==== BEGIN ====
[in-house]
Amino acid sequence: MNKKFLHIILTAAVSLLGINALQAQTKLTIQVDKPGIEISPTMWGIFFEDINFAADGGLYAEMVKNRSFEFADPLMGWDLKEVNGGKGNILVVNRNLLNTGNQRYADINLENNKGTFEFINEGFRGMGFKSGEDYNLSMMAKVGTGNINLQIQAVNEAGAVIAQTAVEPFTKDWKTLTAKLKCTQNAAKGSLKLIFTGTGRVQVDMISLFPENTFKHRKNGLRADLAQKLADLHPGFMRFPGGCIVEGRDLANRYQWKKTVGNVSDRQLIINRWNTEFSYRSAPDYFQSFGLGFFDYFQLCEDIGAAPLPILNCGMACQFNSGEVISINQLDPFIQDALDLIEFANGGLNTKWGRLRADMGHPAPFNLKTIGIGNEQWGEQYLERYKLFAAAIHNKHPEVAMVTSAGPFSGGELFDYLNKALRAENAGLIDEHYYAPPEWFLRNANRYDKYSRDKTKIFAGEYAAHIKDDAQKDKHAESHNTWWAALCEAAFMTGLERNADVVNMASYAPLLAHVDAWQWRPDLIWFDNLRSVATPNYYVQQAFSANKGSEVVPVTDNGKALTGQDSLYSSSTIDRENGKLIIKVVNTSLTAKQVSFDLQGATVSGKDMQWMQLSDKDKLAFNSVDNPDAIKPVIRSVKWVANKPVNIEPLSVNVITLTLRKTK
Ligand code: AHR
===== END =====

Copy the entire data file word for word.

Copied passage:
[in-house]
Amino acid sequence: MNKKFLHIILTAAVSLLGINALQAQTKLTIQVDKPGIEISPTMWGIFFEDINFAADGGLYAEMVKNRSFEFADPLMGWDLKEVNGGKGNILVVNRNLLNTGNQRYADINLENNKGTFEFINEGFRGMGFKSGEDYNLSMMAKVGTGNINLQIQAVNEAGAVIAQTAVEPFTKDWKTLTAKLKCTQNAAKGSLKLIFTGTGRVQVDMISLFPENTFKHRKNGLRADLAQKLADLHPGFMRFPGGCIVEGRDLANRYQWKKTVGNVSDRQLIINRWNTEFSYRSAPDYFQSFGLGFFDYFQLCEDIGAAPLPILNCGMACQFNSGEVISINQLDPFIQDALDLIEFANGGLNTKWGRLRADMGHPAPFNLKTIGIGNEQWGEQYLERYKLFAAAIHNKHPEVAMVTSAGPFSGGELFDYLNKALRAENAGLIDEHYYAPPEWFLRNANRYDKYSRDKTKIFAGEYAAHIKDDAQKDKHAESHNTWWAALCEAAFMTGLERNADVVNMASYAPLLAHVDAWQWRPDLIWFDNLRSVATPNYYVQQAFSANKGSEVVPVTDNGKALTGQDSLYSSSTIDRENGKLIIKVVNTSLTAKQVSFDLQGATVSGKDMQWMQLSDKDKLAFNSVDNPDAIKPVIRSVKWVANKPVNIEPLSVNVITLTLRKTK
Ligand code: AHR